Sixty-seven children were from the hypothermia arm and 63 from the control arm. There were no differences between arms with regard to baseline demographics or clinical characteristics at trial entry (table 2). Differences in clinical outcomes at 6–7 years were comparable to those observed for survivors in the wider TOBY Children study population; a higher proportion of children in the hypothermia group had normal neurological functioning and an IQ score ≥ 85, and fewer had moderate or severe levels of disability. More carers were in employment in the hypothermia group.
There were no differences between the 145 children whose parents returned the study questionnaire and the subsample of 130 UK children (online supplementary appendix table A1). There were also no differences between the 130 UK children and the 39 children whose parents consented to the study but did not return the questionnaire (online supplementary appendix table A1). Among these 39 non-responding families (and as observed for the responding families), a higher proportion of children in the hypothermia group had an IQ≥85 (16/23 (70%) vs 9/16 (56%), p=0.394) and had normal neurological functioning (14/23 (61%) vs 6/16 (38%), p=0.151).
Of the 45/229 (20%) surviving children who were lost to follow-up, 18 (40%) were in the hypothermia arm and 27 (60%) were in the control arm.5 When compared with surviving children for whom primary outcome data were available, those lost to follow-up had a higher frequency (although not statistically significantly so) of severe abnormalities on amplitude-integrated electroencephalogram (EEG) at trial entry, and lower scores on the Mental Development Index at 18 months.5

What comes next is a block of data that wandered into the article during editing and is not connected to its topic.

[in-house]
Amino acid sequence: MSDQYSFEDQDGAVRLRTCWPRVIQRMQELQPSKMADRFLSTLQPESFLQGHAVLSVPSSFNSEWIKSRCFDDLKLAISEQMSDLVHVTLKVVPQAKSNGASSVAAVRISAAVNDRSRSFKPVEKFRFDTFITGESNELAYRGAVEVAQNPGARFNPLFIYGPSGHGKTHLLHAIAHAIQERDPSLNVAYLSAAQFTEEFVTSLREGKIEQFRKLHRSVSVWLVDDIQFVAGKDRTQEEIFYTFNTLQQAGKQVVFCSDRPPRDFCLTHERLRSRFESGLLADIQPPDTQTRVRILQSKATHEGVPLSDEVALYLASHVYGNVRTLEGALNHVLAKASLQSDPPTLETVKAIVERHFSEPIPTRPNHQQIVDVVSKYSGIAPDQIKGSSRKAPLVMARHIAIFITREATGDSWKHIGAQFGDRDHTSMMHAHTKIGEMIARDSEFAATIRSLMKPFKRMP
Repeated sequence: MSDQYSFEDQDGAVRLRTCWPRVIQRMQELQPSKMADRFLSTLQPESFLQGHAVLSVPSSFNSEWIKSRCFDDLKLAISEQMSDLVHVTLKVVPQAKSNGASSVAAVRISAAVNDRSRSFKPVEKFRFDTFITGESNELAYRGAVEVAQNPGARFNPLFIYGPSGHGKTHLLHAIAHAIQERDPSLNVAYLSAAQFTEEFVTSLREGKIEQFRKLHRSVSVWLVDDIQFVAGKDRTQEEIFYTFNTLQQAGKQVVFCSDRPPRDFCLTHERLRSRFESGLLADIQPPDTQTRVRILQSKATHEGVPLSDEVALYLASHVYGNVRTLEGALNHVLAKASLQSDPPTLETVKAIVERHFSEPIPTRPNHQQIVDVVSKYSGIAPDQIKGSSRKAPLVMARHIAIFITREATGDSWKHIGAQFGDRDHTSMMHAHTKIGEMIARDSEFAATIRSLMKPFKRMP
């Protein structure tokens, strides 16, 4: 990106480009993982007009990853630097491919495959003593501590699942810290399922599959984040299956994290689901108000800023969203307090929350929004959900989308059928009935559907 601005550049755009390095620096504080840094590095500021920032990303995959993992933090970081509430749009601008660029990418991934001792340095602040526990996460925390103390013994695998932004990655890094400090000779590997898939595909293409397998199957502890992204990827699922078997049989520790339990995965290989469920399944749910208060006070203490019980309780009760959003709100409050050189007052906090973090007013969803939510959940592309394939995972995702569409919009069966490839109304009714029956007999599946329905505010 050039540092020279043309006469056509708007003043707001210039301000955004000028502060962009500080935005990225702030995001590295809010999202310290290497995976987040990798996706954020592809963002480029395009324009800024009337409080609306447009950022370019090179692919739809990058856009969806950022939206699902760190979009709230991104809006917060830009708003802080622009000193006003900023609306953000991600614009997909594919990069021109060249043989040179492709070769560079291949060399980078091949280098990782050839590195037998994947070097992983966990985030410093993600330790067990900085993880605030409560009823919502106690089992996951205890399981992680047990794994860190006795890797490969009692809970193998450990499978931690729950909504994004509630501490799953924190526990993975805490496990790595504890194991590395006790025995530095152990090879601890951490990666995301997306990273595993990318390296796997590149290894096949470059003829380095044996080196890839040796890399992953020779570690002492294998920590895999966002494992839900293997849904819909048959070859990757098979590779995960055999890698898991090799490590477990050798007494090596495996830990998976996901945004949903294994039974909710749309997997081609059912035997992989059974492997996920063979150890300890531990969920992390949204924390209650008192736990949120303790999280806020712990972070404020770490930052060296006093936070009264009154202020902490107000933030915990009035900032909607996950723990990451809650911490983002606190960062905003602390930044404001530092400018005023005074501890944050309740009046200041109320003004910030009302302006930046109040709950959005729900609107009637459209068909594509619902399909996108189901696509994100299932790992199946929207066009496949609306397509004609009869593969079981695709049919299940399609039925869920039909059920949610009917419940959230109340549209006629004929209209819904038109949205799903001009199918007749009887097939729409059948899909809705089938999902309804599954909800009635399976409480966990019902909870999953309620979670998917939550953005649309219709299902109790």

Health service resource use and associated costs
Base-case mean healthcare contacts and costs estimated using the multiple imputation data are summarised in table 3 (additional details of the missing data, and the impact of multiple imputation are discussed in the online supplementary appendix, tables A2–A4).
For many of the healthcare contacts, mean usage and costs were similar in both trial arms (table 3). In contrast, inpatient admission costs were noticeably lower in the hypothermia group (mean difference −£817 (−£2141 to £508)). Although the proportion of children with at least one hospital inpatient admission in each arm was similar (11.1% vs 10.8%), in the control arm the mean total time in hospital was greater (19.9 vs 6.6 days) due to two children spending a total of 53 and 58 days in hospital (see online supplementary appendix table A4). One admission for epilepsy required a prolonged stay (14 days) in intensive care.
Children in the control group also appeared to need greater input from other specialists. The mean cost difference for these ‘other’ services favoured the hypothermia group at −£245 (−£555 to £64), but was not statistically significant.
The total mean NHS cost per child over the 6-month period was £2549 (£812) in the control group and £1543 (£361) in the hypothermia group, giving a non-statistically significant difference of −£1005 (−£2734 to £724) favouring hypothermia.
Costs and disability levels